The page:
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Milliband announces ‘feed in tariff’ rates

04 February 2010

The feed-in tariff for small scale low carbon electricity have been announced ready for 1 April start date. ‘Green’ private and social housing, and community facilities will benefit from the payments.

Households and communities who install generating technologies such as small wind turbines and solar panels will from April be entitled to claim payments for the low carbon electricity they produce. Energy and Climate Change Secretary Ed Miliband has announced the feed-in tariff (FITs) levels and also published a blueprint for a similar scheme to be introduced in April 2011 to incentivise low carbon heating technologies. The renewable heat incentive (RHI) will be a world first.
From 1 April householders and communities who install low carbon electricity technology such as solar photovoltaic (pv) panels and wind turbines up to 5 MW will be paid for the electricity they generate, even if they use it themselves. The level of payment depends on the technology and is linked to inflation. They will get a further payment for any electricity they feed into the grid. These payments will be in addition to benefiting from reduced bills as they reduce the need to buy electricity. The scheme will also apply to installations commissioned since July 2009 when the policy was announced.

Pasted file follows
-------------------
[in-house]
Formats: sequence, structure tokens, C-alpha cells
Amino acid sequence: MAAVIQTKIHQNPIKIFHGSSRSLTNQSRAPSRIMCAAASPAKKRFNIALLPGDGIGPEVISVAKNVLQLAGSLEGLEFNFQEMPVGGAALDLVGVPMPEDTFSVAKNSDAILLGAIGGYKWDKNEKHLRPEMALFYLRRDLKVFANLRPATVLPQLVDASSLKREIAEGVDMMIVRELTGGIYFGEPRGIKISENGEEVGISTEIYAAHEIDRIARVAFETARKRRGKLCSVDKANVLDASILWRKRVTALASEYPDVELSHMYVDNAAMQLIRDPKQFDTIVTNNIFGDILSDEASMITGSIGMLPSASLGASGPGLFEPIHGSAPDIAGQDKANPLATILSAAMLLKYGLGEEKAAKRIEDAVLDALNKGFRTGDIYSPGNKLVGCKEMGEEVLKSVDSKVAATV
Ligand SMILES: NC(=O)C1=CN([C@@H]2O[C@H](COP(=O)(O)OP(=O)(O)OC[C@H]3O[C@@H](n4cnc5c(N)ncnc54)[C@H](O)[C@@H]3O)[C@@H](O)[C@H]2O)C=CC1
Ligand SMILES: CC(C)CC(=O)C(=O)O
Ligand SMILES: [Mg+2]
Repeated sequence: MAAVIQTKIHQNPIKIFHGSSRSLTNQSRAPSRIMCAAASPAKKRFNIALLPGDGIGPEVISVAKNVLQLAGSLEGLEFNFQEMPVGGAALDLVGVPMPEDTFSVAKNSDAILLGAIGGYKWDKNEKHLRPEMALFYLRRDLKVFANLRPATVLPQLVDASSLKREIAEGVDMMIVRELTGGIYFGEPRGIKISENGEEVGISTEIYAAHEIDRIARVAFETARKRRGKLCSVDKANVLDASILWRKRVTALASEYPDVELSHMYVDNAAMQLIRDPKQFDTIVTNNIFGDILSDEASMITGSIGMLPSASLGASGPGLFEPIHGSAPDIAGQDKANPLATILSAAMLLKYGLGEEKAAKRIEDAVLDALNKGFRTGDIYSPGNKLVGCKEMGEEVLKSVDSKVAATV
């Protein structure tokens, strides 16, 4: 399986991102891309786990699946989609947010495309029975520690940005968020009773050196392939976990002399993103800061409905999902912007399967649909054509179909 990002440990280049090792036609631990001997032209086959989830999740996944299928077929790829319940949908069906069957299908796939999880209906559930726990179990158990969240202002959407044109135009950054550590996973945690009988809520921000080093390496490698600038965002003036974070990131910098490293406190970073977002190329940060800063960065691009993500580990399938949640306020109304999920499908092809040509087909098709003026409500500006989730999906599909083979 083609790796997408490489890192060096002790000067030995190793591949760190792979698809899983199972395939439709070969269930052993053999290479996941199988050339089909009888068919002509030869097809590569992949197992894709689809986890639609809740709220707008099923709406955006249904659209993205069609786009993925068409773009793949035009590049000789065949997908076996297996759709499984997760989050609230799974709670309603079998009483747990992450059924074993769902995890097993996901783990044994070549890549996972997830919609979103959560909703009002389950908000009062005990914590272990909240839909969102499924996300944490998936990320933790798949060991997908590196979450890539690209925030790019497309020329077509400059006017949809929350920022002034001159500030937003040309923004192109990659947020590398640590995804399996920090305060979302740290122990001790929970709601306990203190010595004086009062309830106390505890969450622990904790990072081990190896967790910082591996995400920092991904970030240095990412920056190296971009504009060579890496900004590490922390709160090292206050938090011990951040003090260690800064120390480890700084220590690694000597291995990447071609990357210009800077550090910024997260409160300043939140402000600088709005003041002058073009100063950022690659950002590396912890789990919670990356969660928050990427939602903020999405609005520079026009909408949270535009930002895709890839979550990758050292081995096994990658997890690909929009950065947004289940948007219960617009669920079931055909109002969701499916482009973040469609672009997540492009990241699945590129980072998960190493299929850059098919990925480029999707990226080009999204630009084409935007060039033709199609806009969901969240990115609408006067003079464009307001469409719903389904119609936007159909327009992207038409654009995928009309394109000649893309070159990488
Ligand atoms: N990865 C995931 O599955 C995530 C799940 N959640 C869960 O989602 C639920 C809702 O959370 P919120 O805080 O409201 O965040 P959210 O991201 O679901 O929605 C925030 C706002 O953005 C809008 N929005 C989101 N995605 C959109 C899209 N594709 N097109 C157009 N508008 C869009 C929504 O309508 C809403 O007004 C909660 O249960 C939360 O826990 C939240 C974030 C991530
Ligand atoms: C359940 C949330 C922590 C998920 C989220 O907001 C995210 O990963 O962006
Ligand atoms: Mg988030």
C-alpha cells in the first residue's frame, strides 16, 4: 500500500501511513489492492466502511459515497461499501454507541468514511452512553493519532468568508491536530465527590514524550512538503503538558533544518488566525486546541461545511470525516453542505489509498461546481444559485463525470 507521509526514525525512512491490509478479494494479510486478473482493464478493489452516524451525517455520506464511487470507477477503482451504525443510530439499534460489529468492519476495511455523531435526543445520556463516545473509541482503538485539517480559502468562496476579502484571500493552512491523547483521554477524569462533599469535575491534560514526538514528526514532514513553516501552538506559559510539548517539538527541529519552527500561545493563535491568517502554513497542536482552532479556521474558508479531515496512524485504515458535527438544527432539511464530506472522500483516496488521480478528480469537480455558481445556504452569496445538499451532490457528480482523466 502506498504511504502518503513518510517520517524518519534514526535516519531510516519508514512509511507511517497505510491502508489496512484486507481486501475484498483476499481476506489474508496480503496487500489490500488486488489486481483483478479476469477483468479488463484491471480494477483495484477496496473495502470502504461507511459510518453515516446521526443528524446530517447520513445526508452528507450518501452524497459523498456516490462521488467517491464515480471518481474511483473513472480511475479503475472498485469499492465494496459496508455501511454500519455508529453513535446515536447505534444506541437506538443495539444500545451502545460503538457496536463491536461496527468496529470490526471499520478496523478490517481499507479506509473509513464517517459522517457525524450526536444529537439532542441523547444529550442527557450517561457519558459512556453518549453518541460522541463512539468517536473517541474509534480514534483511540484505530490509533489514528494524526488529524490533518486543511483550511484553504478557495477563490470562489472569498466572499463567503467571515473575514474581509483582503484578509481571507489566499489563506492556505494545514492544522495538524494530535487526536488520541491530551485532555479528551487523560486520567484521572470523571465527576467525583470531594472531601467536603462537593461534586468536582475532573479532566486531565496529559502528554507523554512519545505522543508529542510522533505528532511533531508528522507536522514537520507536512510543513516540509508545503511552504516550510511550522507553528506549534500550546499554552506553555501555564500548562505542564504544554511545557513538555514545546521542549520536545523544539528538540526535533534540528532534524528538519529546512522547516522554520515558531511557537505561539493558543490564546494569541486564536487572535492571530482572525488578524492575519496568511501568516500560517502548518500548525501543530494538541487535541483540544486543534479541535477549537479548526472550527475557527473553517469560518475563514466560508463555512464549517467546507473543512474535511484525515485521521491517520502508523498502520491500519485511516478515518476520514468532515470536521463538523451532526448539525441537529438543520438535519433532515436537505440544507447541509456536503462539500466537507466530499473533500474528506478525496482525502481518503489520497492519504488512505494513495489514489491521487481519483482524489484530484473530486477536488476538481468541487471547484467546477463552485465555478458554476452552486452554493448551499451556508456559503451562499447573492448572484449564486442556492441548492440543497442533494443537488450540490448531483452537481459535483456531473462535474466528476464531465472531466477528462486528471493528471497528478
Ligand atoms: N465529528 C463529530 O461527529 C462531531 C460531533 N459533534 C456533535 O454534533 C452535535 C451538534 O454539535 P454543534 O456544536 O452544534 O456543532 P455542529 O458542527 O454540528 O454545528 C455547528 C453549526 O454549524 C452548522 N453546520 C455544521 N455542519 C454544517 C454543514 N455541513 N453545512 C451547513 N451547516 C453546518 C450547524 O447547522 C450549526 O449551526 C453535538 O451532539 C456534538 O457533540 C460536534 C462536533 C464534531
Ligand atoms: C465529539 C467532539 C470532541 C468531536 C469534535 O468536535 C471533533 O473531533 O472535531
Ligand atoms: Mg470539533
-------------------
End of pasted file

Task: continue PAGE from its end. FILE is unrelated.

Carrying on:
A typical 2.5kW well sited solar PV installation could offer a homeowner a reward of up to £900 and save them £140 a year on their electricity bill. The schemes are designed to bring about a significant increase in the amount of locally produced green energy, as a contribution to the wider shift of the energy mix to low carbon.
Ed Miliband said: “The guarantee of getting an income on top of saving on energy bills will be an incentive to householders and communities wanting to make the move to low carbon living. The feed-in tariff will change the way householders and communities think about their future energy needs, making the payback for investment far shorter than in the past. It will also change the outlook for a range of industries, in particular those in the business of producing and installing small scale low carbon technology.”
He visited low income homes in Dagenham being helped by eaga’s Clean Energy for Social Housing project to make the move to microgeneration. The scheme offers free clean energy technology to tenants in social housing which will lower their electricity bills and carbon emissions.
John Swinney, eaga Director of Strategy and Corporate Services, said: “By utilising the feed-in tariff initiative and installing free solar technology this programme can cut energy bills for those most in need. We are also recruiting and training renewable energy engineers directly from the local communities where the green technology is being installed. This innovative development can be offered right across the UK. We expect thousands of households to benefit in the first few years and up to 300 additional green energy jobs could be created as part of this programme.”